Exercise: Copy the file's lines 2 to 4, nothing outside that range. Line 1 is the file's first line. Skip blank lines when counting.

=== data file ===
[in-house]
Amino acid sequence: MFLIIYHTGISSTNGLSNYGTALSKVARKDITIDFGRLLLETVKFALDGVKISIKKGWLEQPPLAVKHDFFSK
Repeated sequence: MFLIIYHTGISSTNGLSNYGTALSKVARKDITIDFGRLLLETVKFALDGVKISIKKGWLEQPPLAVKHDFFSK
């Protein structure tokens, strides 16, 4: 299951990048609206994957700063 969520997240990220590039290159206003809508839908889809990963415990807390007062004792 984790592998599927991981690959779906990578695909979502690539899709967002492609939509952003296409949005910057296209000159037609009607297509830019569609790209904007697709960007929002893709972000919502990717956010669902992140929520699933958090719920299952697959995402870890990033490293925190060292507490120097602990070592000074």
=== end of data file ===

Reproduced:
Amino acid sequence: MFLIIYHTGISSTNGLSNYGTALSKVARKDITIDFGRLLLETVKFALDGVKISIKKGWLEQPPLAVKHDFFSK
Repeated sequence: MFLIIYHTGISSTNGLSNYGTALSKVARKDITIDFGRLLLETVKFALDGVKISIKKGWLEQPPLAVKHDFFSK
């Protein structure tokens, strides 16, 4: 299951990048609206994957700063 969520997240990220590039290159206003809508839908889809990963415990807390007062004792 984790592998599927991981690959779906990578695909979502690539899709967002492609939509952003296409949005910057296209000159037609009607297509830019569609790209904007697709960007929002893709972000919502990717956010669902992140929520699933958090719920299952697959995402870890990033490293925190060292507490120097602990070592000074």